Welcome to our site!
The Hadjifrangiskou Lab (or in short, the H-Lab) is a diverse group of scientists fascinated with how bacteria make sense of their surroundings. We leverage our efforts to pick apart how bacteria do the equivalent of “thinking” by using small sensory devices called two-component systems. We want to understand how two-component systems work, because they allow pathogens to effectively avoid threats while trying to colonize the human host. We want to understand how two-component systems work because they are absent in humans and present in bacteria that cause disease and therefore make great targets for drug discovery. We focus our attention on bacteria that cause urinary tract infections and specifically on uropathogenic E. coli, which accounts for the majority of community- and hospital-acquired UTIs worldwide. We are also part of the Center for Personalized Microbiology (https://www.vumc.org/cpmi/welcome) and we are a member of VI4 (https://www.vumc.org/viiii/vi4-home). Both serve as resources that enhance our studies and open exciting collaborative avenues.
For those Vanderbilt 2021-22 IGP/QCB students interested in our group for a rotation, the following rotation projects are available:
(1) Characterization of a library of signal transduction mutants. This project will encompass learning numerous in vitro techniques, while testing the behavior of a library UPEC mutants each lacking a two-component system. We want to evaluate how each TCS alters biofilm behavior, interaction with host epithelial surfaces, bacteria-bacteria interactions, adherence and invasion. We have several distinct projects in this sector, that span from basic biochemistry of signal transduction modules to deciphering downstream effects of signaling.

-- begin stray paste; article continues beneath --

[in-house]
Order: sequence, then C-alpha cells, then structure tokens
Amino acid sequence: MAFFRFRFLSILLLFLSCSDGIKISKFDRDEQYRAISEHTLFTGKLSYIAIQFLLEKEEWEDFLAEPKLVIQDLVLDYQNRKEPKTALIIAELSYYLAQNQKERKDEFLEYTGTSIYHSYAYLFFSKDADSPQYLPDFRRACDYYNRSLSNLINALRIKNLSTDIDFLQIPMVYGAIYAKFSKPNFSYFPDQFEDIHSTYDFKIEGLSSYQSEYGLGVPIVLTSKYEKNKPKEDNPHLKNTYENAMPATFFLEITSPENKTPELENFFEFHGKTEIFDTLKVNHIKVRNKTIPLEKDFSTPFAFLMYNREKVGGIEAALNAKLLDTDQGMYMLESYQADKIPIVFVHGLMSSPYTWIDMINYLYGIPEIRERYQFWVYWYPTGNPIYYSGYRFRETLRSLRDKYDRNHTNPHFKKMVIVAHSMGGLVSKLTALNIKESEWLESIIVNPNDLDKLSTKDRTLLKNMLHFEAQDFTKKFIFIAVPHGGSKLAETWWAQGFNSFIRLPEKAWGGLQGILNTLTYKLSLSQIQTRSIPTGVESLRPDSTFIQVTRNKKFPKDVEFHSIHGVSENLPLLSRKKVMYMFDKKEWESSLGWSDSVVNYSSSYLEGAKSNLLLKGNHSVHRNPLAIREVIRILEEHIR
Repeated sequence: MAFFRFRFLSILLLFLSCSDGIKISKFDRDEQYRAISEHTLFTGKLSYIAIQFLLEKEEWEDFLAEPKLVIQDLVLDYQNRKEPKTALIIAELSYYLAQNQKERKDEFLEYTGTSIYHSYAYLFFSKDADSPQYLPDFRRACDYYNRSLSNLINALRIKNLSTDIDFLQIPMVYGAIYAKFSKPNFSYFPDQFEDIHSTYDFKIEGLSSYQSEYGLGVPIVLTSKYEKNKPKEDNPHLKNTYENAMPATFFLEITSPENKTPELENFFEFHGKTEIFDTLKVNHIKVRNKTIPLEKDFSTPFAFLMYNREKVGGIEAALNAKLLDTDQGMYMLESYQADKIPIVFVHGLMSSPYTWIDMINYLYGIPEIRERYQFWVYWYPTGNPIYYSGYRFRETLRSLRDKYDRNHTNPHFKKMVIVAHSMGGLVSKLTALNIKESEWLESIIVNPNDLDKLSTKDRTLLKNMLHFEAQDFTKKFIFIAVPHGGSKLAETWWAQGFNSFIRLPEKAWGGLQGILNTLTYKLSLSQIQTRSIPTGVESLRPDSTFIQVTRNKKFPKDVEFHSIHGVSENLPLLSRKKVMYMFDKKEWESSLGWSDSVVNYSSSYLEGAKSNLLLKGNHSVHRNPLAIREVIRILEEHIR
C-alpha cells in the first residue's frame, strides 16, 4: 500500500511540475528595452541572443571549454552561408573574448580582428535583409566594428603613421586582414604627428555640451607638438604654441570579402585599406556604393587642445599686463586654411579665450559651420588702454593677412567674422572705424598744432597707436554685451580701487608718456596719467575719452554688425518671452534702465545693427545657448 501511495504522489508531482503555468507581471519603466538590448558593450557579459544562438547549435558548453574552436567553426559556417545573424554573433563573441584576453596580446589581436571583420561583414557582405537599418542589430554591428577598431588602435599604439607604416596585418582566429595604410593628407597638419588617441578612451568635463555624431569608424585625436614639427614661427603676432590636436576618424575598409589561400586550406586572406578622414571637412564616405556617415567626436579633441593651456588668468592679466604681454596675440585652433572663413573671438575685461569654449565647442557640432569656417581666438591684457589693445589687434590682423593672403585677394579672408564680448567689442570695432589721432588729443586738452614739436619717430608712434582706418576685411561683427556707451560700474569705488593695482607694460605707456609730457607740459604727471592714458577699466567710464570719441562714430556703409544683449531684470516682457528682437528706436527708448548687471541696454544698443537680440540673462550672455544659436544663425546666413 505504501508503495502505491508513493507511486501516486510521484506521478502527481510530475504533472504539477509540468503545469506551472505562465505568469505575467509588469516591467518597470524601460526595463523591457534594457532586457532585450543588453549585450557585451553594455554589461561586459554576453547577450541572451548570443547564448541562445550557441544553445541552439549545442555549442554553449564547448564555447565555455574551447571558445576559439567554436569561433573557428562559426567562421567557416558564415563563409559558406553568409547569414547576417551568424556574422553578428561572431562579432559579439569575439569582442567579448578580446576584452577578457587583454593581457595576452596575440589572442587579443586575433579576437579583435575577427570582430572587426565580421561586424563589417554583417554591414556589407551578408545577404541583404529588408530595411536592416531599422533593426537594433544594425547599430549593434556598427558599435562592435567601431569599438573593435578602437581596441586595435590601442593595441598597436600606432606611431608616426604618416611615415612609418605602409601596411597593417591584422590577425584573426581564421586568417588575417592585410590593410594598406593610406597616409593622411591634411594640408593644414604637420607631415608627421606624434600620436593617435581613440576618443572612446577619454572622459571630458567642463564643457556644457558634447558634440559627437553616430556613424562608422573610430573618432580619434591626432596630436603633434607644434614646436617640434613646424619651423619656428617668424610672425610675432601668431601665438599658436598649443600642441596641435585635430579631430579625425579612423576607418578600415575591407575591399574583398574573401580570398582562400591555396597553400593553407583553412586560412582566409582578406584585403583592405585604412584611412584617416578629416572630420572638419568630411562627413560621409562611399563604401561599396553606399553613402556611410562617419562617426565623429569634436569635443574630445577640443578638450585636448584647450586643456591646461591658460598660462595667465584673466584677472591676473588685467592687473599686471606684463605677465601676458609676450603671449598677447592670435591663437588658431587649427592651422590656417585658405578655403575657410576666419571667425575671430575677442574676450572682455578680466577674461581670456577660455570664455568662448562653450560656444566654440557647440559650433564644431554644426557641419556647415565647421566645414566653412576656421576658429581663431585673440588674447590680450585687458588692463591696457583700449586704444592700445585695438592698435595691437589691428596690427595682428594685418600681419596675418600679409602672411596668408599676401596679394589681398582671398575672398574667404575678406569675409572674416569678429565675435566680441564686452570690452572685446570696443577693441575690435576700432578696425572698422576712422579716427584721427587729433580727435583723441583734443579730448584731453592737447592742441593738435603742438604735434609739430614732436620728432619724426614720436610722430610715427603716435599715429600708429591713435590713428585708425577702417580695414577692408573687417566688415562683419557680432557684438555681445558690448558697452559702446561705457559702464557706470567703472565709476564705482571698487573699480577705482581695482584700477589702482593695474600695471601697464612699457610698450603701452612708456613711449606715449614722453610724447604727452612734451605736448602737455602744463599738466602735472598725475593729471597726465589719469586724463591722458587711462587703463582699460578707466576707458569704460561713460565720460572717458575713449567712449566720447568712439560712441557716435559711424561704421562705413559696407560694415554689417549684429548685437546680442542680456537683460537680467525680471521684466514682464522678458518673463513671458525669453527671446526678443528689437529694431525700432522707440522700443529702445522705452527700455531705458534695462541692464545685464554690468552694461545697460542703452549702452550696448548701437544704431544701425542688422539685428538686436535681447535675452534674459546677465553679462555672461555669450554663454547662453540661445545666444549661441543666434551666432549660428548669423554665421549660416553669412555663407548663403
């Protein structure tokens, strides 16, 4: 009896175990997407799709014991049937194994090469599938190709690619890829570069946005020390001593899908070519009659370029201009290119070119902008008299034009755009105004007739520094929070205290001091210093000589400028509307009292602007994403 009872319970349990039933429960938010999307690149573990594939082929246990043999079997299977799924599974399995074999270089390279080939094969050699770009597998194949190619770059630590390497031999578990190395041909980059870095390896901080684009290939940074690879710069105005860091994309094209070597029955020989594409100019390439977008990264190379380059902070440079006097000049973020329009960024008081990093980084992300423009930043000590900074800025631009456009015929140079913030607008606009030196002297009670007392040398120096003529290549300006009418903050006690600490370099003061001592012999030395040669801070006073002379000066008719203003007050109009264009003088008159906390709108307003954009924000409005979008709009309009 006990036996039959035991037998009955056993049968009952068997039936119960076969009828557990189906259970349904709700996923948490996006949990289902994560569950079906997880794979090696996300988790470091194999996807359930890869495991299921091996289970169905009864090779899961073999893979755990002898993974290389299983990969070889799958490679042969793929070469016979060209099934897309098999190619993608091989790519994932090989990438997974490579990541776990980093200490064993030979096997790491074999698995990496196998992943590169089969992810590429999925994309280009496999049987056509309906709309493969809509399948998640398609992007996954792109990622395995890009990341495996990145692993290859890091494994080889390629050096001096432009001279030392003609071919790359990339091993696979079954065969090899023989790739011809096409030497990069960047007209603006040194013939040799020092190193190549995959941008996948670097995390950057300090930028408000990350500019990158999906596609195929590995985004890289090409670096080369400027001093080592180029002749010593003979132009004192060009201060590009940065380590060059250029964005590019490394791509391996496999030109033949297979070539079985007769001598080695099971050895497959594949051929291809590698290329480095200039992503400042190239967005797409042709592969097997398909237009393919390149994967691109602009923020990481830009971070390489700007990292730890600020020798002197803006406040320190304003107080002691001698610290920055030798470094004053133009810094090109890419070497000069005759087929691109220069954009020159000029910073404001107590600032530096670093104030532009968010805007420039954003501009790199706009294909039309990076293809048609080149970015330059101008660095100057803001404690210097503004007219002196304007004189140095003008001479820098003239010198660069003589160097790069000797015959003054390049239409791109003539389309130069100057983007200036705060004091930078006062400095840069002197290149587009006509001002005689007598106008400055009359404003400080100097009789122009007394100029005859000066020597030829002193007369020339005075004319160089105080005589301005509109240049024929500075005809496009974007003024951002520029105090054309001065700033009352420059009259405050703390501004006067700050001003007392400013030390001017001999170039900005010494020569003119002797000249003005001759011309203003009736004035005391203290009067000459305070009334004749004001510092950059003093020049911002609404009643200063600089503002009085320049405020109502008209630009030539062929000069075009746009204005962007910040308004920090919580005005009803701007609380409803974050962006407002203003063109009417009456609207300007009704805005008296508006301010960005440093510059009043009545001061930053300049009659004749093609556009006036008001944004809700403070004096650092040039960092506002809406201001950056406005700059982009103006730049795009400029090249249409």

(2) Defining the effect of GABA production in LPS modification and resistance to polymyxin B. We have discovered that the QseB transcription factor controls a metabolic circuit critical for UPEC’s ability to modify its cell envelope and mount antibiotic resistance. This project will focus on deleting key metabolism genes and evaluating the effects of each deletion on cell envelope modification and antibiotic resistance.
(3) Determine the role of outer membrane proteins in mediating antibiotic susceptibility in UPEC mutants with un-structured biofilms. We have discovered that a respiratory oxidase, cytochrome bd, is crucial for biofilm formation in UPEC. We identified that in its absence, several outer membrane porins are unregulated, which could be permissive to antibiotics and could account for the heightened susceptibility of cytochrome bd mutants to antibiotics. This project would involve mutagenesis of the OMPS in UPEC and determination of the effects of each mutation to biofilm formation and antibiotic resistance.
(4) Newest projects! – Defining the pathogenesis of Uropathogenic Pseudomonas aeruginosa using a combination of cellular and in vivo assays.
As a team we stand up for justice and equality. We support Black History. Please take a look at the links below. We take a look at them regularly!
American Society for Microbiology Resources: ASM Anti-Racism Resources
Smithsonian: Talking about Race – from the Smithsonian
Additional Anti-Racism resources: Additional Resources for parents and educators
Nine key figures of the Harlem Renaissance – https://www.biography.com/news/harlem-renaissance-figures
Diverse Teams are the Most Creative.
If you are creative and want to join our lab, email Dr. H. at: firstname.lastname@example.org or at email@example.com
Follow Dr. H on Twitter:Follow @BacterialTalk